Sales summary: nowadays this sort of thing is easily automated. A daily report from your accounts will show the market sales by sales person, as well as a running total both monthly and annually, towards your overall sales goal. The percentages this report gives you can show competitive gaps between individuals, and overall performance towards monthly targets. Better to look at this sort of thing daily than to get to the end of the month and wonder at how you didn’t hit your target. Every single person at Pacific Direct had access to the daily sales summary on their email. I know for a fact that at the end of the month the shipping, sales admin and inventory management departments – when working at their optimum – would work closely to ensure that every single penny was delivered, shipped and invoiced to achieve and smash the goals for which we all shared responsibility.

Note: A new sales person in a new territory who converts well and opens new accounts may appear to be doing well but what about repeat sell through and re-orders? Track trends against your usual customers and give notice to those who are not working innovatively to represent your product. Retailers have to be converting for the space your products takes in store.

Average gross margin: At the end of each month the accounts department at Pacific Direct produced a wonderful report which showed the reported profit per invoice and highlighted any customers showing less than appropriate profit for an order. In this situation it then became the responsibility of the sales people concerned either to implement a price increase for that customer, to explain the situation if it was an exceptional blip, or to sell something else that would bring up the overall margin above a company-set measure. Additionally accounts reported exceptions like airfreighted goods which destroyed margin (sales over promising and not planning stock) and other anomalies that affected profit and were unexpected exceptions.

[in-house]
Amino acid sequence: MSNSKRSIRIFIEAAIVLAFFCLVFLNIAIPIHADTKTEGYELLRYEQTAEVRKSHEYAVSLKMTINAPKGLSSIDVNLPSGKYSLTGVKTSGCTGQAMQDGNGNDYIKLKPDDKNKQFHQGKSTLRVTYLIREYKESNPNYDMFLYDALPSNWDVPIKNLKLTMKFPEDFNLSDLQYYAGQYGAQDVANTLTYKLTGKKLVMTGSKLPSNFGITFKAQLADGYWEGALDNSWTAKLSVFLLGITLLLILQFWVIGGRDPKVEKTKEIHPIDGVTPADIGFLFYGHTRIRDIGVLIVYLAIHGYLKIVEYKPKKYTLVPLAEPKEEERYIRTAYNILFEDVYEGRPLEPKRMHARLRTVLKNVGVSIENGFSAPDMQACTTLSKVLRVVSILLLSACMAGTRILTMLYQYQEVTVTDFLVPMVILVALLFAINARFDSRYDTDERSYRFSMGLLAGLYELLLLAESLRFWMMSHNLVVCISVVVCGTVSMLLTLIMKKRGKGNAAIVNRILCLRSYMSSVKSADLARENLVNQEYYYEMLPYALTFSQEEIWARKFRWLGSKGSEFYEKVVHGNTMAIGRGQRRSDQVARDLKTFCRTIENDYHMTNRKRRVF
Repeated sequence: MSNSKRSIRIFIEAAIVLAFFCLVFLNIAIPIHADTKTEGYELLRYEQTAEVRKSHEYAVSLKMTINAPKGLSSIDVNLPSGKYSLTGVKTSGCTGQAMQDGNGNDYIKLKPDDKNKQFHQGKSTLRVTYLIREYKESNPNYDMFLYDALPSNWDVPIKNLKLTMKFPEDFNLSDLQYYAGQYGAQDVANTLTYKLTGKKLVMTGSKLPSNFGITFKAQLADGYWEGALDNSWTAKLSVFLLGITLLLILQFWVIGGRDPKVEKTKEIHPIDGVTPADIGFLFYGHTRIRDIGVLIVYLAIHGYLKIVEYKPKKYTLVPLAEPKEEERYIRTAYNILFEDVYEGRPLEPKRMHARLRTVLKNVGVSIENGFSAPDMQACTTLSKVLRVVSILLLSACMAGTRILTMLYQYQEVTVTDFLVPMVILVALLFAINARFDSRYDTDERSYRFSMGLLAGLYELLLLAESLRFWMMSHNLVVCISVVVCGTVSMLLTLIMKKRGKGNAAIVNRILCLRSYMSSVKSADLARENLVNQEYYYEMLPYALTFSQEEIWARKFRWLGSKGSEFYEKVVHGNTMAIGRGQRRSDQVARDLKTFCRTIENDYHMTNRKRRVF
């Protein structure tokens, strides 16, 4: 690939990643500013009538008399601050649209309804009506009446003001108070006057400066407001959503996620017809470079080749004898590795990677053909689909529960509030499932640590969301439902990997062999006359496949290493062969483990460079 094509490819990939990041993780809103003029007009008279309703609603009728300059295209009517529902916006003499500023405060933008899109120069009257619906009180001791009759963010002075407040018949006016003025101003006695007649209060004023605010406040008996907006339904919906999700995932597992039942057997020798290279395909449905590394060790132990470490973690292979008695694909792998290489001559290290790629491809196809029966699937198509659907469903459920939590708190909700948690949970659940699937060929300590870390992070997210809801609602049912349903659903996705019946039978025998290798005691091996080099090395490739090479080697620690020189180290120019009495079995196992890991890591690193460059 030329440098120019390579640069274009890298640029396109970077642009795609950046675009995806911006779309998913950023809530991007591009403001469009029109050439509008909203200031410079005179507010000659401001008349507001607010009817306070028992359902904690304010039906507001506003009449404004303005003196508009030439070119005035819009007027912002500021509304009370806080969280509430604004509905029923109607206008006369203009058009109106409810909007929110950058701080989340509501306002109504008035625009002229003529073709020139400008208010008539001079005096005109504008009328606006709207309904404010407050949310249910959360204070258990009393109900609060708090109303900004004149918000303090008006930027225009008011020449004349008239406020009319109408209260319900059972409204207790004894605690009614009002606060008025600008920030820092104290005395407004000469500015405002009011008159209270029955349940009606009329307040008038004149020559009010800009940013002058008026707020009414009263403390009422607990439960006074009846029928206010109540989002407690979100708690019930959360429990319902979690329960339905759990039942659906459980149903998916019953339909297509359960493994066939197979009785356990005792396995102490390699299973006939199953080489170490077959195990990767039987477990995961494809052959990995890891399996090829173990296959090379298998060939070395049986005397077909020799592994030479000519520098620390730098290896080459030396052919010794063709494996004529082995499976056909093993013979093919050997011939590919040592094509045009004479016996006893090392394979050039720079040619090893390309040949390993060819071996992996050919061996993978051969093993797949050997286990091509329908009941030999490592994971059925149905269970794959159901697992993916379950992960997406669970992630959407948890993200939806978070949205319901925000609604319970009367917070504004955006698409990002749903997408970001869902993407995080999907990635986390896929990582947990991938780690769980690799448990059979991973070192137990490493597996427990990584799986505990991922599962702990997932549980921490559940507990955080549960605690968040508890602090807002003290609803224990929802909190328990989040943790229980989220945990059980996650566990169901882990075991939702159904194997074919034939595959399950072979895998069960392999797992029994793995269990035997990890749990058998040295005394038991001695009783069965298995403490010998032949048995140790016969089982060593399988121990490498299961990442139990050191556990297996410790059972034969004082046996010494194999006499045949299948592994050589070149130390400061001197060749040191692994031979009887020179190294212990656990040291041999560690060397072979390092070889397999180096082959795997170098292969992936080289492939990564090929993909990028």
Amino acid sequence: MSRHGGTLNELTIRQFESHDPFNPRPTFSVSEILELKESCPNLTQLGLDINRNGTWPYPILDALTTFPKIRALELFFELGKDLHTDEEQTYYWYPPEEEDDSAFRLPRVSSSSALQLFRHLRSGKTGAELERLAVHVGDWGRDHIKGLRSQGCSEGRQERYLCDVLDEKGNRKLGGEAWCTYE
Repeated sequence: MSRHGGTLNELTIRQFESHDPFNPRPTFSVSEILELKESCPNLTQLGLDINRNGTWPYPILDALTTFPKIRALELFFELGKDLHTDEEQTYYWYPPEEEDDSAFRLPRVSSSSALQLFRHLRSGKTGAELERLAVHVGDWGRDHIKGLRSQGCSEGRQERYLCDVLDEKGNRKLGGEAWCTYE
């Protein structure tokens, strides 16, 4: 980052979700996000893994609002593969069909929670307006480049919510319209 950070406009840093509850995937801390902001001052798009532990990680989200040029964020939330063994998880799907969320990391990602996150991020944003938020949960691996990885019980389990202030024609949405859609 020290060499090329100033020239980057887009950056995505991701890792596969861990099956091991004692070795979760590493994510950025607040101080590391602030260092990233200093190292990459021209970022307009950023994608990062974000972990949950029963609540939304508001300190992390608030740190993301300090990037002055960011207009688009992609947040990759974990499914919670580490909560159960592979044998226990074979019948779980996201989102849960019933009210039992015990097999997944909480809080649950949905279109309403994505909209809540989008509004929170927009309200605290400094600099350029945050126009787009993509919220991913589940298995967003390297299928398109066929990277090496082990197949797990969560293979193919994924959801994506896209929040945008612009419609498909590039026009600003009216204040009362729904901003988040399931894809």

In our case as we became bigger there was also quarterly sales reporting against plans for the preceding three months, looking ahead for key goals in the next three months, putting all the sales in the same room for a day for training and learning exchange on marketplace activity, Some of these reporting and accountability days became priceless for the company to align objectives and hold individuals accountable. Time well spent.

Ratio review reporting for annual progress: These allow a completely new view of the figures, and are incredibly powerful when considering the overall performance of the company – and when measured against those of the competition. In the early days of a business, when everyone is multitasking and wearing several different hats, ratio review reporting is a great way of seeing how the business as a whole is performing year on year. Efficiencies can easily be lost as a company grows and develops, but keeping hold of this measure will ensure you know where you stand as you go on to invest in new structures and efficiencies to get to the next stage of growth. I definitely see this as a stepping-stone system, and sometimes you literally are speculating/investing in order to accumulate in the next phase.

Revenue per head/overhead per head: Divide both your revenue figure and your overhead figure by the total number of people in your organisation. This will help to give you a clear picture of whether you are top heavy, or not bringing in enough revenue to support your current headcount. This information can be priceless when it comes to making employment decisions, and any other important cost decisions. In all honesty I have somehow procrastinated over employment decisions even when I knew my team were hard-pushed if the numbers did not support the role in the long term. Do not waste time on the often lengthy and expensive recruitment process if you don’t know that you will be able to afford the role further down the line.

Written by Vicky Charles